Studying properties of fundamental particles in condensed matter systems is a promising approach to quantum field theory. Quasiparticles offer the opportunity...

Im Focus: Designing Architecture with Solar Building Envelopes

Among the general public, solar thermal energy is currently associated with dark blue, rectangular collectors on building roofs. Technologies are needed for aesthetically high quality architecture which offer the architect more room for manoeuvre when it comes to low- and plus-energy buildings. With the “ArKol” project, researchers at Fraunhofer ISE together with partners are currently developing two façade collectors for solar thermal energy generation, which permit a high degree of design flexibility: a strip collector for opaque façade sections and a solar thermal blind for transparent sections. The current state of the two developments will be presented at the BAU 2017 trade fair.

As part of the “ArKol – development of architecturally highly integrated façade collectors with heat pipes” project, Fraunhofer ISE together with its partners...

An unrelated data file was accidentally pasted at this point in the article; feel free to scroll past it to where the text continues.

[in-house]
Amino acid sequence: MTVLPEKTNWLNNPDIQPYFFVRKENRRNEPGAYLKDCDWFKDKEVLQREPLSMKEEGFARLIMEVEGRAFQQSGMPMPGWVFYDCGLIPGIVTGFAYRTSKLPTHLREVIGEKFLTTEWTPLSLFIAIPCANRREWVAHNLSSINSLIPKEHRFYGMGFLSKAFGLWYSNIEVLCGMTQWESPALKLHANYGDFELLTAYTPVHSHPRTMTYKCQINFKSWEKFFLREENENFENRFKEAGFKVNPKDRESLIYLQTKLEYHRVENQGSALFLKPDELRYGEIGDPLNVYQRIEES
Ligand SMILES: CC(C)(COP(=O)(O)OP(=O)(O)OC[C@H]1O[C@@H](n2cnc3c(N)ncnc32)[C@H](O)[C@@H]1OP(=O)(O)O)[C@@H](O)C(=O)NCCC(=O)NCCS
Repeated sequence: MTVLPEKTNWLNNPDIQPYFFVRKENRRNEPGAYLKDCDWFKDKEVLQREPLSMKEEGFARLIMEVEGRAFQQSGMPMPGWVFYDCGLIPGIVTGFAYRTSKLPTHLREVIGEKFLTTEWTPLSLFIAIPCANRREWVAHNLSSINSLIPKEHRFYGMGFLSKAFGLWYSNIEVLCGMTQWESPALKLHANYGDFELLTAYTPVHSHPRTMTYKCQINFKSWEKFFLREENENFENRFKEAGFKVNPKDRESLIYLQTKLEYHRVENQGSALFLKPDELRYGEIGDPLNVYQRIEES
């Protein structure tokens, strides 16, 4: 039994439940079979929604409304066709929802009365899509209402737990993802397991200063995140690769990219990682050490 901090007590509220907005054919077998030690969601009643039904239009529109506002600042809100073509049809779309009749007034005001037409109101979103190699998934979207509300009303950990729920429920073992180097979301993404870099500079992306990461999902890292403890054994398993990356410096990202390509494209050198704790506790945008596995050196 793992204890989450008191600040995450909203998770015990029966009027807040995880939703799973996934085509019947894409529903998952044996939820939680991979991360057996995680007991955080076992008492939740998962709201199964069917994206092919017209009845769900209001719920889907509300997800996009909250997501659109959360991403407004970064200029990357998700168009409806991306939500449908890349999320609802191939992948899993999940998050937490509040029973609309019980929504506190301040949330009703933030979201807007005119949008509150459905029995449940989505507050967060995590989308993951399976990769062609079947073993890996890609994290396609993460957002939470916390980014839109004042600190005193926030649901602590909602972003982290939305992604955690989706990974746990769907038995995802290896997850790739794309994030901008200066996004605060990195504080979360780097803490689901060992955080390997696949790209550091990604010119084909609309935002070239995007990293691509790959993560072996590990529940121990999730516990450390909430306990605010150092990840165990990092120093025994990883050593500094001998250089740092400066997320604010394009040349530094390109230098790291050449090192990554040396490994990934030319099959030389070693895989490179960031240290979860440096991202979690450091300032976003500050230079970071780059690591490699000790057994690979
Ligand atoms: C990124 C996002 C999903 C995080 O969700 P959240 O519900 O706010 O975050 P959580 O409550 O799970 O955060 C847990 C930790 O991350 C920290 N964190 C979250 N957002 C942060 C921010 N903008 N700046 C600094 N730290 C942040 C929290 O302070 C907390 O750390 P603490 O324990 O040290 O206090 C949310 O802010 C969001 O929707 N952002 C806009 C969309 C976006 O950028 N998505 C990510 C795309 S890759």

All Focus news of the innovation-report >>>

Anzeige

Anzeige

Event News

Sustainable Water use in Agriculture in Eastern Europe and Central Asia

19.01.2017 | Event News

12V, 48V, high-voltage – trends in E/E automotive architecture

10.01.2017 | Event News

2nd Conference on Non-Textual Information on 10 and 11 May 2017 in Hannover

09.01.2017 | Event News

 
Latest News

Helmholtz International Fellow Award for Sarah Amalia Teichmann

20.01.2017 | Awards Funding

An innovative high-performance material: biofibers made from green lacewing silk

20.01.2017 | Materials Sciences

Ion treatments for cardiac arrhythmia — Non-invasive alternative to catheter-based surgery

20.01.2017 | Life Sciences

VideoLinks
B2B-VideoLinks
More VideoLinks >>>